For a couple of weeks now, my desktop wallpaper at the office has been featuring a series of photos taken during our trip to Dumaguete and Siquijor. You know, the beach, mountain sceneries type. It’s supposed to relax me, give me something pleasant to look at every once in a while during the day. On the contrary, though, it’s contributing to my stress. Every time I see the shots in all their 1280 x 1084 glory I am immediately filled with anguish. I’d sniff, and whimper, “I should be there. I don’t want to be here working on these reports. I wanna go back!”
Who wouldn’t whimper? Look!
These are the glorious kayaks that were amazingly available for free at the Coral Cay Resort in Siquijor. I think the management decided to provide the kayaks to resort customers for free (you just have to sign them out) because their while the beach is very pretty, the water actually hosts a thriving seagrass ecosystem, and unless you fancy an intimate encounter with a jellyfish or a sea urchin, swimming is not a very attractive option. Even if you snorkel to observe the marine life, tips of seagrass would reach out and tickle your belly, and there’s only so much of that you’ll be able to take. The kayaks, on the other hand, were very attractive, and saved us from regretting our choice of resort. They have a pool for swimming anyway, he he. It was my first time to try my hand at kayaking too, and I am pleased to report that no, I did not send myself tumbling among the numerous sea urchins festooning the seafloor waiting for me to make a fool out of myself.
So now I look at pictures of those kayaks and go, wouldn’t it be nice to just paddle out to sea, lie back, rest my hands under my head, and just – be?
The rest of Siquijor island we explored via a multicab driven by the persevering Manong Dili, who was the most patient and persistent among the multitude of multicab drivers who thronged upon us when we disembarked from the ferry at the Siquijor pier. Or maybe Manong Dili just showed up at the right time, when all the other drivers have either lost interest or gone off to pursue other potential passengers. Manong Dili quoted us a reasonable 20 pesos to take us to our resort, patiently took us to three different resorts until we decided on Coral Cay, and, which was probably what he was counting on all along, got us to book him for an island tour the next day.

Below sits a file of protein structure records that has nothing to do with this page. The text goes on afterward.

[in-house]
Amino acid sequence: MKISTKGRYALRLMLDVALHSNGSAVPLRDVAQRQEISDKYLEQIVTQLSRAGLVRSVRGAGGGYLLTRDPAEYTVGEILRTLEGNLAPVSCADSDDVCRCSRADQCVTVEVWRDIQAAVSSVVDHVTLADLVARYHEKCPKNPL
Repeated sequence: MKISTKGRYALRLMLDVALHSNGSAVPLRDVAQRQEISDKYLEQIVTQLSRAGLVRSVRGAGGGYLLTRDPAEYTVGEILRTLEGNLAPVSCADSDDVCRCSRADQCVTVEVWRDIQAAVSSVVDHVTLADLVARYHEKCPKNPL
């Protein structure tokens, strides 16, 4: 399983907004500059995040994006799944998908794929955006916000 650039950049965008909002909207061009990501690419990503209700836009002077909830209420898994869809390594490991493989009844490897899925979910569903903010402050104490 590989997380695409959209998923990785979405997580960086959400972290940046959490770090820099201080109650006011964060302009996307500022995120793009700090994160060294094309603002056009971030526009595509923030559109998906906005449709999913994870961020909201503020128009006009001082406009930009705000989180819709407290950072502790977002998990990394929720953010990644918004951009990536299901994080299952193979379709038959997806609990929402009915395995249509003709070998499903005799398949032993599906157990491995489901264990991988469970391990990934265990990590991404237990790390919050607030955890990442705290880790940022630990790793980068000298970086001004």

I don’t exactly know why, but I previously thought that Siquijor was among the poorest provinces in the country. I haven’t really looked up the numbers, but driving around the place I wasn’t exactly struck with the impression that the people were living in crushing poverty, at least not like in remote places of, say, Mindoro. The place just has this unpretentious, self-sufficient look, as if they were quite okay with where they are and not really taking great pains to be too much on either the rural or modernized side. The houses were not shanties teetering on the side of the road, there are trees or crops all around, most the roads are paved, there are signs of small industries, and once in a while you chance upon the familiar rural sight of a family pig tied to a tree.
We chose an abbreviated island tour and just went to two major sites, the Cantabon Cave and the Cambugahay Falls. At the Cantabon Cave (the “most famous of Siqujor’s 45 caves”, according to the tourism brochure), we negotiated a P600 guided trek through the cave, which took about a couple of hours. We were told that the cave was about 1 kilometer long, making the two-way trek just two kilometers (update: we might have been misled on this, though, because according to this article, the cave is just 300m long). It doesn’t sound that hard, but considering that I spent a good deal of the time bent over to avoid boinking my head on the stalactites, clambering up rocky inclines, or just dealing with a fogged up pair of eyeglasses, it was a bit of a challenge for Little Miss Sedentary Life me. It was just the right bit of challenge, though, just enough to keep things interesting, and make sure I fully appreciate wading through the cool stream running along all through the cave.
The access to the cave was secured by a makeshift grill gate, so that only legitimately paying and guided tourists are allowed to go in. The measure was necessary since in the past thieves have come in to “harvest” the stalactites, and indeed, we came upon a few that were cut cleanly across, as if somebody had an urgent need for a stake to kill a cave-dwelling Dracula.
Still, the cave was still well-preserved, with the guides proudly pointing us to the areas where the limestone was still “alive,” still growing and layering over each other forming various shapes, and perpetually being washed clean by a glistening sheen of cool clear water.
to be continued